The quintessential compendium on the best bites in Northern Michigan, from artisan breads to ziti and star-rated restaurants in between.
This is the Introduction to my 2002 book, Good Taste: A Guide to Northern Michigan Cuisine, now out of print:
As a kid growing up in the Detroit area, I took regular treks with my family to the North Country. We toured the attractions, hung out on the sand dunes, splashed in the crystal waters and checked out the little shops and interesting eateries that characterize this part of the world. But we never had enough time to see or taste everything. I always longed to linger, just a few more hours, a few more days, a few more weeks.
Then I married a man who felt the same way. On our first foray to Traverse City 25 years ago, we vowed we’d move here someday — despite a hotel room with funky brown shag walls and a scary red velvet bedspread.
Joe and I took the big plunge in 1999. We are no longer Fudgies. We are living the dream. He’s making handcrafted furniture and I’m writing about the things I love. Not only have we relocated to some of the most beautiful surroundings imaginable, we have come at a pivotal time — the restaurant scene is starting to sizzle. What 25 years ago was a bastion of mainly middle-of-the-road dining with a handful of fine restaurants is now rife with culinary possibilities. Everywhere there are more and more year-round dining spots with ambitious menus, world-class chefs, laid-back dress codes and lovely views. The accent is decidedly regional, with whitefish, asparagus, morel mushrooms and tart cherries appearing on most menus. There’s also an emerging ethnic vibe — Mexican, Chinese, a bit of Thai, Japanese, Indian, French and Mediterranean flavors punctuate many menus — and our adventurous palates are pleading for more.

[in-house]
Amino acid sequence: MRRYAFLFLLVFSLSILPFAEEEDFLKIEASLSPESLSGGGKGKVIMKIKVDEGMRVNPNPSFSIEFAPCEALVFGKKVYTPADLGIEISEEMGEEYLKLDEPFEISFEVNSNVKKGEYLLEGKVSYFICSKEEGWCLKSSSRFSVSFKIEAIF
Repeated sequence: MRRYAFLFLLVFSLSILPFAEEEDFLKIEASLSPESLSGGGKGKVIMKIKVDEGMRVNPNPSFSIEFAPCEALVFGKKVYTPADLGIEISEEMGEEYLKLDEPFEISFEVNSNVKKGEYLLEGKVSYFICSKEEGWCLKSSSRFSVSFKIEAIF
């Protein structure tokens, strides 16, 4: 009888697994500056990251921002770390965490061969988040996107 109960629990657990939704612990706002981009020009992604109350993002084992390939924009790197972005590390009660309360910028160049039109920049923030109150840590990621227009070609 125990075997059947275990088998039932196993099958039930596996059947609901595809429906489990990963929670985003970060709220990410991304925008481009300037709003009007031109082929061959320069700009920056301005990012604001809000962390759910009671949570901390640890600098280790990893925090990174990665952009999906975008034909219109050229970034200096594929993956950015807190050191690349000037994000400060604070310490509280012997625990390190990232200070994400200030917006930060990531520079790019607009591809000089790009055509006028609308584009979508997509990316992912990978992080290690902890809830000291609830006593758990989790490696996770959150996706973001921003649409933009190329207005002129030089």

That’s your cue, restaurateurs — bring it on.
This book will guide you to the eateries, gourmet grocers, bakeries, cooking schools, kitchen stores and other foodie haunts that I’ve discovered so far.
I will take you through the high seasons, when the pace up north is bustling with the promise of all those blue skies, beaches, al fresco dining and the blaze of autumn leaves in fall. Then into winter, when life up north slows to a mellow roll and the snowy days look like the inside of a Christmas globe. That’s when restaurant dining becomes a lazy, cozy event by a fire, often with a view of the bay, no-wait seating, attentive service and first-class food.
I’m not sure which season I like more. They’re all pretty extraordinary up here in northern Michigan.